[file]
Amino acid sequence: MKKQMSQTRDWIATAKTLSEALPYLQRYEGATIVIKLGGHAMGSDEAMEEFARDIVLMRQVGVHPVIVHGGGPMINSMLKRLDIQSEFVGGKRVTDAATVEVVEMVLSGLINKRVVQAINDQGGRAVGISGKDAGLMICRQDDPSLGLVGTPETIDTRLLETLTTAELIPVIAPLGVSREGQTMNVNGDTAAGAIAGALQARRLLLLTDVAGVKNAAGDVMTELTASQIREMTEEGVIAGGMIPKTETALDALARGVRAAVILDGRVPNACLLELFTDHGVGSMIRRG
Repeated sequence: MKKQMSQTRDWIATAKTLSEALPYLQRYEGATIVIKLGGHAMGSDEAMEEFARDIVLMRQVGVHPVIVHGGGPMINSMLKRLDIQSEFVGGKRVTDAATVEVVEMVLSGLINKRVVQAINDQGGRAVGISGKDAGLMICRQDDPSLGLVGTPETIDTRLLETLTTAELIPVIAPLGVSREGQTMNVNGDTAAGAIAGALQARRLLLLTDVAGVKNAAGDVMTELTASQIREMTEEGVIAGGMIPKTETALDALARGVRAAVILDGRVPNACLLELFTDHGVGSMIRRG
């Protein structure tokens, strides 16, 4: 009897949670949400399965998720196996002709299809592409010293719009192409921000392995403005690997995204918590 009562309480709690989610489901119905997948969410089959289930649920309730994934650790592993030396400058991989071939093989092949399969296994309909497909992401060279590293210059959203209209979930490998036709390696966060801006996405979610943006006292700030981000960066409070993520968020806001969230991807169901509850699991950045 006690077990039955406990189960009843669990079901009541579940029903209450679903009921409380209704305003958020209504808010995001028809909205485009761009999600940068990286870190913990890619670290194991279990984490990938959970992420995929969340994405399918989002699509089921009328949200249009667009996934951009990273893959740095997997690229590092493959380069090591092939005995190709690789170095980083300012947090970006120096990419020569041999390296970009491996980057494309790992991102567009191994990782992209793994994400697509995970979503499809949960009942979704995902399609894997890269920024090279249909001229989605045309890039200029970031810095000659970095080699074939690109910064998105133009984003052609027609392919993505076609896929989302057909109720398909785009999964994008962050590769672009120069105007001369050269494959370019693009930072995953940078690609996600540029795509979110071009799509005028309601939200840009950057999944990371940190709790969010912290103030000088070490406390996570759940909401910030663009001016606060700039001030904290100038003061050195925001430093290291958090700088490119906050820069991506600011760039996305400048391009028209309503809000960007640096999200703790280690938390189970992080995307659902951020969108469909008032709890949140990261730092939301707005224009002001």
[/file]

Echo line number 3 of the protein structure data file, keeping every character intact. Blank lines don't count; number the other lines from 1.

């Protein structure tokens, strides 16, 4: 009897949670949400399965998720196996002709299809592409010293719009192409921000392995403005690997995204918590 009562309480709690989610489901119905997948969410089959289930649920309730994934650790592993030396400058991989071939093989092949399969296994309909497909992401060279590293210059959203209209979930490998036709390696966060801006996405979610943006006292700030981000960066409070993520968020806001969230991807169901509850699991950045 006690077990039955406990189960009843669990079901009541579940029903209450679903009921409380209704305003958020209504808010995001028809909205485009761009999600940068990286870190913990890619670290194991279990984490990938959970992420995929969340994405399918989002699509089921009328949200249009667009996934951009990273893959740095997997690229590092493959380069090591092939005995190709690789170095980083300012947090970006120096990419020569041999390296970009491996980057494309790992991102567009191994990782992209793994994400697509995970979503499809949960009942979704995902399609894997890269920024090279249909001229989605045309890039200029970031810095000659970095080699074939690109910064998105133009984003052609027609392919993505076609896929989302057909109720398909785009999964994008962050590769672009120069105007001369050269494959370019693009930072995953940078690609996600540029795509979110071009799509005028309601939200840009950057999944990371940190709790969010912290103030000088070490406390996570759940909401910030663009001016606060700039001030904290100038003061050195925001430093290291958090700088490119906050820069991506600011760039996305400048391009028209309503809000960007640096999200703790280690938390189970992080995307659902951020969108469909008032709890949140990261730092939301707005224009002001």